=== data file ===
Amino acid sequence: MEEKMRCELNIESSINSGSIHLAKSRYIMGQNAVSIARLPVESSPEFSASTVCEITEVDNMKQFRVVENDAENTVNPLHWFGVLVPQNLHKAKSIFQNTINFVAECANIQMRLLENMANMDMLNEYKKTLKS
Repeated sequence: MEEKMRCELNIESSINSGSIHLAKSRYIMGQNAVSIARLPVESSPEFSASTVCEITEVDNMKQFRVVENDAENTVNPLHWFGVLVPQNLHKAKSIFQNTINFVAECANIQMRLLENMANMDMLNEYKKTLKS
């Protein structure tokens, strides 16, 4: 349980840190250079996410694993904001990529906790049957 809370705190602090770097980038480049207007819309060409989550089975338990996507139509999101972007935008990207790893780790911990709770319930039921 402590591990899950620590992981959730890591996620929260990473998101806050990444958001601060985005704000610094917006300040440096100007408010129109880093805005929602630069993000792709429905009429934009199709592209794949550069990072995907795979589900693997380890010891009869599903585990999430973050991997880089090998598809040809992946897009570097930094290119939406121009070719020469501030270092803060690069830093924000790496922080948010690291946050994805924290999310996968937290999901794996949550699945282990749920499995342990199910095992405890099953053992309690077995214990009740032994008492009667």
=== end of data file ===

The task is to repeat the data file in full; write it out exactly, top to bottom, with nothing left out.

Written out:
Amino acid sequence: MEEKMRCELNIESSINSGSIHLAKSRYIMGQNAVSIARLPVESSPEFSASTVCEITEVDNMKQFRVVENDAENTVNPLHWFGVLVPQNLHKAKSIFQNTINFVAECANIQMRLLENMANMDMLNEYKKTLKS
Repeated sequence: MEEKMRCELNIESSINSGSIHLAKSRYIMGQNAVSIARLPVESSPEFSASTVCEITEVDNMKQFRVVENDAENTVNPLHWFGVLVPQNLHKAKSIFQNTINFVAECANIQMRLLENMANMDMLNEYKKTLKS
């Protein structure tokens, strides 16, 4: 349980840190250079996410694993904001990529906790049957 809370705190602090770097980038480049207007819309060409989550089975338990996507139509999101972007935008990207790893780790911990709770319930039921 402590591990899950620590992981959730890591996620929260990473998101806050990444958001601060985005704000610094917006300040440096100007408010129109880093805005929602630069993000792709429905009429934009199709592209794949550069990072995907795979589900693997380890010891009869599903585990999430973050991997880089090998598809040809992946897009570097930094290119939406121009070719020469501030270092803060690069830093924000790496922080948010690291946050994805924290999310996968937290999901794996949550699945282990749920499995342990199910095992405890099953053992309690077995214990009740032994008492009667």